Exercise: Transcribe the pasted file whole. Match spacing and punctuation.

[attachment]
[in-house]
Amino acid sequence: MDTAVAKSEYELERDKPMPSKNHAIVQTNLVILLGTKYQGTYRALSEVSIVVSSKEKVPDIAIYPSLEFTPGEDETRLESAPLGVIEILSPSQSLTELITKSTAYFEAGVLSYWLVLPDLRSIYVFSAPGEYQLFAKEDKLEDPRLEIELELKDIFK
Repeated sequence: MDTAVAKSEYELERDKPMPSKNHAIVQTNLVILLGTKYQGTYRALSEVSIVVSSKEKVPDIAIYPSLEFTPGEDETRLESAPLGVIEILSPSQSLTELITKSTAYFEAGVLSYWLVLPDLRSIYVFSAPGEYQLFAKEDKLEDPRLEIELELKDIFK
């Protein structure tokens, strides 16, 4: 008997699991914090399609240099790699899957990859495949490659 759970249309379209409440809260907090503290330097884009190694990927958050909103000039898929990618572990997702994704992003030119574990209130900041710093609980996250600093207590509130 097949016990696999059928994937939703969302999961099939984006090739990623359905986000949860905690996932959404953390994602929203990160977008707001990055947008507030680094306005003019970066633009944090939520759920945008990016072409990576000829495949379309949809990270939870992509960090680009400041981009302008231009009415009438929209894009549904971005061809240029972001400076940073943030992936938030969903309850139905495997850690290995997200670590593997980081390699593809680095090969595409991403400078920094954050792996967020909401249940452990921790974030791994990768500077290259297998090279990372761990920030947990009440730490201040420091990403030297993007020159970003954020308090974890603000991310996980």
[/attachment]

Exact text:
[in-house]
Amino acid sequence: MDTAVAKSEYELERDKPMPSKNHAIVQTNLVILLGTKYQGTYRALSEVSIVVSSKEKVPDIAIYPSLEFTPGEDETRLESAPLGVIEILSPSQSLTELITKSTAYFEAGVLSYWLVLPDLRSIYVFSAPGEYQLFAKEDKLEDPRLEIELELKDIFK
Repeated sequence: MDTAVAKSEYELERDKPMPSKNHAIVQTNLVILLGTKYQGTYRALSEVSIVVSSKEKVPDIAIYPSLEFTPGEDETRLESAPLGVIEILSPSQSLTELITKSTAYFEAGVLSYWLVLPDLRSIYVFSAPGEYQLFAKEDKLEDPRLEIELELKDIFK
């Protein structure tokens, strides 16, 4: 008997699991914090399609240099790699899957990859495949490659 759970249309379209409440809260907090503290330097884009190694990927958050909103000039898929990618572990997702994704992003030119574990209130900041710093609980996250600093207590509130 097949016990696999059928994937939703969302999961099939984006090739990623359905986000949860905690996932959404953390994602929203990160977008707001990055947008507030680094306005003019970066633009944090939520759920945008990016072409990576000829495949379309949809990270939870992509960090680009400041981009302008231009009415009438929209894009549904971005061809240029972001400076940073943030992936938030969903309850139905495997850690290995997200670590593997980081390699593809680095090969595409991403400078920094954050792996967020909401249940452990921790974030791994990768500077290259297998090279990372761990920030947990009440730490201040420091990403030297993007020159970003954020308090974890603000991310996980």